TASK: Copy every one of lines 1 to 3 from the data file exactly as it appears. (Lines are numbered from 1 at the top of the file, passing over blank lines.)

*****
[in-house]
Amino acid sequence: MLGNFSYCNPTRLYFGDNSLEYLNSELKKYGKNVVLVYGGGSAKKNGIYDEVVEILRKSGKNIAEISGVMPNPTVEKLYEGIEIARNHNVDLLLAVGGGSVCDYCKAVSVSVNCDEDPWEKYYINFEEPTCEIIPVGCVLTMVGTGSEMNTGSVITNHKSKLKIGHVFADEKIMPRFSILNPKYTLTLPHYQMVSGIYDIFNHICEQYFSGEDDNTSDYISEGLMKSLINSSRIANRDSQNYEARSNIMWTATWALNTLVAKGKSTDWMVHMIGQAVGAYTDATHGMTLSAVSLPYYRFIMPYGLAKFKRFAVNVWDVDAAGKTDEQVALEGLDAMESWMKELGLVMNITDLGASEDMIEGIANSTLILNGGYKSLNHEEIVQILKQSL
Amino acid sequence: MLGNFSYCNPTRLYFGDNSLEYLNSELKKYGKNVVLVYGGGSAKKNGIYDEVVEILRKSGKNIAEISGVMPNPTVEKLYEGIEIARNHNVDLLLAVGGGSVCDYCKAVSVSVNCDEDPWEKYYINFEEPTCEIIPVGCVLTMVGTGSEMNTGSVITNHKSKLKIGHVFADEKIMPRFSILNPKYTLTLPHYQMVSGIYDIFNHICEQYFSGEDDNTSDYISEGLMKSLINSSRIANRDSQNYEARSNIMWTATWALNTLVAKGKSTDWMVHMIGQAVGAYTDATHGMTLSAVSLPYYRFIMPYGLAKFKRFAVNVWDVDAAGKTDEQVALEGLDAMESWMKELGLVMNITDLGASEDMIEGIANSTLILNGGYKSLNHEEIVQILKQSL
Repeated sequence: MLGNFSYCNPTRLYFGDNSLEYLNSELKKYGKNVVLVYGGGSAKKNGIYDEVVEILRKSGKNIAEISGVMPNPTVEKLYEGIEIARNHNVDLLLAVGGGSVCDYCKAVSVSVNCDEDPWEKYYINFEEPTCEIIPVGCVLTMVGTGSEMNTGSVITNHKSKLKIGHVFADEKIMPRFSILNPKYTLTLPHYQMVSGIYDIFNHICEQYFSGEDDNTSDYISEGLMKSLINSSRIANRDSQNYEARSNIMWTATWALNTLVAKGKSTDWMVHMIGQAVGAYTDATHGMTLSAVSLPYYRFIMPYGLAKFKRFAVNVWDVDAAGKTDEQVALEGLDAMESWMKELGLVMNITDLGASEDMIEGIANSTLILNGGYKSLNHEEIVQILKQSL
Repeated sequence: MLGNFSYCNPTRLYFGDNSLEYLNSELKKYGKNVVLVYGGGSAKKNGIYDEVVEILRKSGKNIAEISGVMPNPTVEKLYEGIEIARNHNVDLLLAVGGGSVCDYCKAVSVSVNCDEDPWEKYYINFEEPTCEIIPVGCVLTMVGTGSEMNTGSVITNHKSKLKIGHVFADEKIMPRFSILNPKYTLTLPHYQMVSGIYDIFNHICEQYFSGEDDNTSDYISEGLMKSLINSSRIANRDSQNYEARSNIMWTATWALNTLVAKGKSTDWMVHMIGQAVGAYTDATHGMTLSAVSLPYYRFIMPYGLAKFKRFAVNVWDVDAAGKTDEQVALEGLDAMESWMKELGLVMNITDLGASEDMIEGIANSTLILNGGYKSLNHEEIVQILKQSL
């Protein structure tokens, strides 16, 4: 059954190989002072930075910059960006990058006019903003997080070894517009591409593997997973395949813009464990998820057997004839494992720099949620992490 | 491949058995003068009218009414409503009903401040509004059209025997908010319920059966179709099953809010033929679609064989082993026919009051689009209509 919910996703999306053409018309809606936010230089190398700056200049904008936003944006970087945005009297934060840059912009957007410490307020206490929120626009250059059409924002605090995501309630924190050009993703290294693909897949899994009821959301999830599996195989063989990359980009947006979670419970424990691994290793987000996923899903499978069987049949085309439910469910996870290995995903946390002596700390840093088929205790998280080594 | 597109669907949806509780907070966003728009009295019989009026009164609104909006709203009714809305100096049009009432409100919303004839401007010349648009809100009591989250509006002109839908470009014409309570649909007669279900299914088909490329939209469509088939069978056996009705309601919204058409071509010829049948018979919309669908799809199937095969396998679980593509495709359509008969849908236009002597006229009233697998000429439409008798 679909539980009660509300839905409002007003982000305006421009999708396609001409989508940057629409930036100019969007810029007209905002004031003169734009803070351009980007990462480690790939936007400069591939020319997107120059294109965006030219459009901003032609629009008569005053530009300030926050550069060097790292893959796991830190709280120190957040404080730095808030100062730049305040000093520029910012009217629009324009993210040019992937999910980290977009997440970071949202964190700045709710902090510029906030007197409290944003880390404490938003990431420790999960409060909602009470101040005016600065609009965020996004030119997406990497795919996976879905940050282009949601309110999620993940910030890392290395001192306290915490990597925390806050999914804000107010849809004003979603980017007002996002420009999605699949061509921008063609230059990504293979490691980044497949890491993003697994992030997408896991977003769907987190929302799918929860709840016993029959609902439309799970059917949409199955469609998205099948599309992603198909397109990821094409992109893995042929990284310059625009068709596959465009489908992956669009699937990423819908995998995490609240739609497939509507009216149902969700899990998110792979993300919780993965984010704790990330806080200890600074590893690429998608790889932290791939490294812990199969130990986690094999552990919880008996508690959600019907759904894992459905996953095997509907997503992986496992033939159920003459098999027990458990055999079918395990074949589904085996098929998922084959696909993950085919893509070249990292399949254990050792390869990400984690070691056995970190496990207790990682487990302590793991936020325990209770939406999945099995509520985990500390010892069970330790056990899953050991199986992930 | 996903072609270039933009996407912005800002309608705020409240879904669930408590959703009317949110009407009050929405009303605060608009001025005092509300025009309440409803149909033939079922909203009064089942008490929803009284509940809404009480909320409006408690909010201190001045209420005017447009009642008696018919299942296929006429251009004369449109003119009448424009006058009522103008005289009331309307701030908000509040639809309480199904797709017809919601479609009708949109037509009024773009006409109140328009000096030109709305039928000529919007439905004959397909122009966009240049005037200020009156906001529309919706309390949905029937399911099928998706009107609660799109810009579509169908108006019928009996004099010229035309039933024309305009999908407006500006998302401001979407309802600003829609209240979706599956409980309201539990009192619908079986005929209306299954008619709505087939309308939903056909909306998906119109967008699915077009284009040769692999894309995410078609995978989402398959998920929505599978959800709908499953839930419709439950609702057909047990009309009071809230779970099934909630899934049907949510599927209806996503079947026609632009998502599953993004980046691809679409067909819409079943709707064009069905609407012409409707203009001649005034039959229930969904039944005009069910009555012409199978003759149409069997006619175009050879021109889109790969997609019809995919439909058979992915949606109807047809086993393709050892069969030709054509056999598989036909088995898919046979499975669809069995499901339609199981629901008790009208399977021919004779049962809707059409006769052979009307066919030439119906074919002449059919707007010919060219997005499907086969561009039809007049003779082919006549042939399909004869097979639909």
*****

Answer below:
[in-house]
Amino acid sequence: MLGNFSYCNPTRLYFGDNSLEYLNSELKKYGKNVVLVYGGGSAKKNGIYDEVVEILRKSGKNIAEISGVMPNPTVEKLYEGIEIARNHNVDLLLAVGGGSVCDYCKAVSVSVNCDEDPWEKYYINFEEPTCEIIPVGCVLTMVGTGSEMNTGSVITNHKSKLKIGHVFADEKIMPRFSILNPKYTLTLPHYQMVSGIYDIFNHICEQYFSGEDDNTSDYISEGLMKSLINSSRIANRDSQNYEARSNIMWTATWALNTLVAKGKSTDWMVHMIGQAVGAYTDATHGMTLSAVSLPYYRFIMPYGLAKFKRFAVNVWDVDAAGKTDEQVALEGLDAMESWMKELGLVMNITDLGASEDMIEGIANSTLILNGGYKSLNHEEIVQILKQSL
Amino acid sequence: MLGNFSYCNPTRLYFGDNSLEYLNSELKKYGKNVVLVYGGGSAKKNGIYDEVVEILRKSGKNIAEISGVMPNPTVEKLYEGIEIARNHNVDLLLAVGGGSVCDYCKAVSVSVNCDEDPWEKYYINFEEPTCEIIPVGCVLTMVGTGSEMNTGSVITNHKSKLKIGHVFADEKIMPRFSILNPKYTLTLPHYQMVSGIYDIFNHICEQYFSGEDDNTSDYISEGLMKSLINSSRIANRDSQNYEARSNIMWTATWALNTLVAKGKSTDWMVHMIGQAVGAYTDATHGMTLSAVSLPYYRFIMPYGLAKFKRFAVNVWDVDAAGKTDEQVALEGLDAMESWMKELGLVMNITDLGASEDMIEGIANSTLILNGGYKSLNHEEIVQILKQSL